David Bourget (Western Ontario)
David Chalmers (ANU, NYU)
Rafael De Clercq
Ezio Di Nucci
Jonathan Jenkins Ichikawa
Jack Alan Reynolds
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St. Martin's Press/Palgrave Macmillan (1997)
Most of us take it for granted that we are free agents: that we can sometimes act so as to shape our own lives and those of others, that we have choices about how to do so and that we are responsible for what we do. But are we really justified in believing this? For centuries philosophers have argued about whether free will and moral responsibility are compatible with determinism or natural causation, and they seem no closer to agreeing about it now than at any time in the past. Many contemporary philosophers have come to the conclusion that the intractability of the old argument about free will and determinism is caused by deep rooted illusions and inconsistencies in our unreflective attitudes about moral responsibility and freedom to act. Kevin Magill challenges this view and argues that the philosophical stalemate about free will has arisen through lack of attention to the content of the experiences that shape our understanding of free will and agency and through a mistaken belief that the concept of moral responsibility requires a moral and metaphysical justification. The book sets out an original account of the various ways we experience choosing, deciding and acting, which reconciles the apparently opposing intuitions that have fuelled the traditional dispute.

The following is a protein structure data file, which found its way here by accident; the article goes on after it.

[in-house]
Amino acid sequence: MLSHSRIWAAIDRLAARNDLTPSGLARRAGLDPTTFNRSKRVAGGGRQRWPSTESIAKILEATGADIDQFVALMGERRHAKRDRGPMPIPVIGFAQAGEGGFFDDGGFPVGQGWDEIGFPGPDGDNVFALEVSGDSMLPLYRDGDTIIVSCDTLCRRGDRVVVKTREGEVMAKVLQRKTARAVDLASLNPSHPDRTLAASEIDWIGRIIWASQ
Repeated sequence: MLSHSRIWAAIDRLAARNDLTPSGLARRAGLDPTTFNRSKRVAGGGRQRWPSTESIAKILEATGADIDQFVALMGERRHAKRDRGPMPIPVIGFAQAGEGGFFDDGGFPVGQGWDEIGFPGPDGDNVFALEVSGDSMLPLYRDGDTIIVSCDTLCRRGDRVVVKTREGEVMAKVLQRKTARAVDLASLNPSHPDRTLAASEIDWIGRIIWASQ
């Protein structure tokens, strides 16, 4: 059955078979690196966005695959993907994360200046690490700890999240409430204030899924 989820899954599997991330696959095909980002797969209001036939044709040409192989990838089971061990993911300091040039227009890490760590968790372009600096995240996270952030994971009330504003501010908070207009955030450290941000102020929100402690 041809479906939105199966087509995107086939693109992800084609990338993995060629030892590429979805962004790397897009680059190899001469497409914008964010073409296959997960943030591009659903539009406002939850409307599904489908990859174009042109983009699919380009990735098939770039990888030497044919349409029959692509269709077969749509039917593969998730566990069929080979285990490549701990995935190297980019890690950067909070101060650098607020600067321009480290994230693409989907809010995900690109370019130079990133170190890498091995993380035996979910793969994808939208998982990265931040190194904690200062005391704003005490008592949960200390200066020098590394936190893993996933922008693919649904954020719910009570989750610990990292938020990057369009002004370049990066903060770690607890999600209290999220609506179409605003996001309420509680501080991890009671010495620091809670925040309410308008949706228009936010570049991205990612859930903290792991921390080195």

|Keywords||Free will and determinism Moral responsibility Nature of actions Experience of causation Free will and analytical philosophy Compatibilism Explaining incompatibilism|
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|Call number||BJ1460.M34 1996|
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Kevin Magill (1998). The Idea of a Justification for Punishment. Critical Review of International Social and Political Philosophy 1 (1):86-101.
Roderick Hindery (2008). Comparative Ethics, Ideologies, and Critical Thought. Journal of Religious Ethics 36 (2):215-231.
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